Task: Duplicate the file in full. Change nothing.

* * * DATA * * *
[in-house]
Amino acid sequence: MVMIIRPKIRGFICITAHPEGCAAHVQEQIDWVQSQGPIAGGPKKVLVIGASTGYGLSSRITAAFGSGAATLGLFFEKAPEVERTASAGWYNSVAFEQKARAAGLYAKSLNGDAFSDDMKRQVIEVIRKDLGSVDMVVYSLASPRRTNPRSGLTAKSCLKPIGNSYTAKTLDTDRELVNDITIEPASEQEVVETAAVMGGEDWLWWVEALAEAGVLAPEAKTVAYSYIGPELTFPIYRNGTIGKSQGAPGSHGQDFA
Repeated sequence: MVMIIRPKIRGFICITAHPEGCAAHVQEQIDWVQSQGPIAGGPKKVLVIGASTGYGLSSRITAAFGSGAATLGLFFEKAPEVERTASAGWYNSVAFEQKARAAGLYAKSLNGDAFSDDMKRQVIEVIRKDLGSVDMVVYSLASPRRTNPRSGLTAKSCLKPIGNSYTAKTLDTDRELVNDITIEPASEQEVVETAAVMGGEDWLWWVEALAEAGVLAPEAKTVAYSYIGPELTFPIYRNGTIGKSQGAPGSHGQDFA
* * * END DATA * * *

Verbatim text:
[in-house]
Amino acid sequence: MVMIIRPKIRGFICITAHPEGCAAHVQEQIDWVQSQGPIAGGPKKVLVIGASTGYGLSSRITAAFGSGAATLGLFFEKAPEVERTASAGWYNSVAFEQKARAAGLYAKSLNGDAFSDDMKRQVIEVIRKDLGSVDMVVYSLASPRRTNPRSGLTAKSCLKPIGNSYTAKTLDTDRELVNDITIEPASEQEVVETAAVMGGEDWLWWVEALAEAGVLAPEAKTVAYSYIGPELTFPIYRNGTIGKSQGAPGSHGQDFA
Repeated sequence: MVMIIRPKIRGFICITAHPEGCAAHVQEQIDWVQSQGPIAGGPKKVLVIGASTGYGLSSRITAAFGSGAATLGLFFEKAPEVERTASAGWYNSVAFEQKARAAGLYAKSLNGDAFSDDMKRQVIEVIRKDLGSVDMVVYSLASPRRTNPRSGLTAKSCLKPIGNSYTAKTLDTDRELVNDITIEPASEQEVVETAAVMGGEDWLWWVEALAEAGVLAPEAKTVAYSYIGPELTFPIYRNGTIGKSQGAPGSHGQDFA